Clinical patterns of sexually transmitted diseases in human immunodeficiency virus-infected individuals in a tertiary care center in South India

D. Kumar, Anoop Thyvalappil, Kashinath Nayak

Research output: Contribution to journalArticlepeer-review

Abstract

Background: Human immunodeficiency virus (HIV) and other sexually transmitted diseases (STDs) synergize to aggravate the associated morbidity of each other in the human body. Aims: The aim was to study the pattern of presentations of STDs in patients with HIV. Materials and Methods: This study was conducted by selecting 100 consecutive cases of HIV infection with symptoms suggestive of co-existing STD attending the outpatient department in a tertiary care center in south India. Results: Most of the patients belonged to the age group of 26-30 years, with a slight male preponderance. Genital ulcer was the predominant presenting complaint (60%), followed by dysuria (32%) and genital growth (29%). Genital ulcer was the most common lesion (56%), followed by other genital lesions (37%) and extragenital lesions (18%). Among the investigations, Tzanck smear was most commonly seen positive (62.3% of 61 patients), followed by positive potassium hydroxide mount and Venereal Disease Research Laboratory. About 35.5% of the male patients and 60.53% of the female patients had multiple diagnoses. In males, herpes genitalis (29.76%) was the most common STD, followed by condyloma accuminata (23.08%). In females, candidal vulvovaginitis (28.12%) was the most common STD, followed by herpes genitalis (23.43%). Conclusion: Our study found genital ulcer as the most common symptom and sign of STD in HIV-infected patients. Herpes genitalis was the most common STD among males and candidal vulvovaginitis was the most common STD among females.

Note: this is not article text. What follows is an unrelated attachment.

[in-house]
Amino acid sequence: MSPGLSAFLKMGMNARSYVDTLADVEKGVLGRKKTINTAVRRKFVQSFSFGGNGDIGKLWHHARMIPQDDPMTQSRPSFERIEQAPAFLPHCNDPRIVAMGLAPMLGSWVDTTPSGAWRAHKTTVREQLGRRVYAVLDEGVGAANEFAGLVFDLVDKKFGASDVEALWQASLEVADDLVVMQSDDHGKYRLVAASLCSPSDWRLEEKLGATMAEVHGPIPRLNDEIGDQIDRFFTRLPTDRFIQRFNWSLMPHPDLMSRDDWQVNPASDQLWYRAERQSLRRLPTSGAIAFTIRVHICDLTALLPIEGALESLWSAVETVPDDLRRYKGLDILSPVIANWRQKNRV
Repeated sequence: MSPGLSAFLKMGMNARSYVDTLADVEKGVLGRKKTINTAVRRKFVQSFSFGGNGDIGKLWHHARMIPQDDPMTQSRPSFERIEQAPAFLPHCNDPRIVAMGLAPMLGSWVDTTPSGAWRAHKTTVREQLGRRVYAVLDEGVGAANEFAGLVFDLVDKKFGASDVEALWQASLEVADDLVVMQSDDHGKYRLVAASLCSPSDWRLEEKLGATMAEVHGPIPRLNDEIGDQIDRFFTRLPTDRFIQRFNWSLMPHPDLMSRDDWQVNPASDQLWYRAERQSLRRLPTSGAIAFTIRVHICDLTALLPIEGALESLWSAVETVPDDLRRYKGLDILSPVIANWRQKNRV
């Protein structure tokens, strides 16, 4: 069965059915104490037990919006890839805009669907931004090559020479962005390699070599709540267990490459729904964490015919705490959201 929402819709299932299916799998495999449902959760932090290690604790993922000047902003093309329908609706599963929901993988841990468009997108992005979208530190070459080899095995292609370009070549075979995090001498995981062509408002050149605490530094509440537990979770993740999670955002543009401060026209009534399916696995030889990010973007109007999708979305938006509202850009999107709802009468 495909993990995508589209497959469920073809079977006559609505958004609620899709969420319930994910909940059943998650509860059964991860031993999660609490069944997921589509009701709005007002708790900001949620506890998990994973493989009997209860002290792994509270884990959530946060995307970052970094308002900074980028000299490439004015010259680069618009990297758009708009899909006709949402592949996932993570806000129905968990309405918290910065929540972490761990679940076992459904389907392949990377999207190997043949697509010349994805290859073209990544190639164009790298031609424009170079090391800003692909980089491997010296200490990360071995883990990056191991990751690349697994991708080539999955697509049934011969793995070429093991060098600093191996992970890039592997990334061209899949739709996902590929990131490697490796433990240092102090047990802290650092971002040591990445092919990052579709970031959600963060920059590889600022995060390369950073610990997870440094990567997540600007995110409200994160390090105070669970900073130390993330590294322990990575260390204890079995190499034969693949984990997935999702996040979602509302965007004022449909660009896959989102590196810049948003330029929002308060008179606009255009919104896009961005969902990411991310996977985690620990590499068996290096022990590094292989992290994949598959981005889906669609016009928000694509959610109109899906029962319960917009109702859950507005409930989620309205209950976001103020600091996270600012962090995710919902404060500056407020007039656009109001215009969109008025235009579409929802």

Original languageEnglish
Pages (from-to)132-137
Number of pages6
JournalIndian Journal of Sexually Transmitted Diseases and AIDS
Volume42
Issue number2
DOIs
Publication statusPublished - 01-07-2021

All Science Journal Classification (ASJC) codes

  • Public Health, Environmental and Occupational Health
  • Dermatology
  • Infectious Diseases

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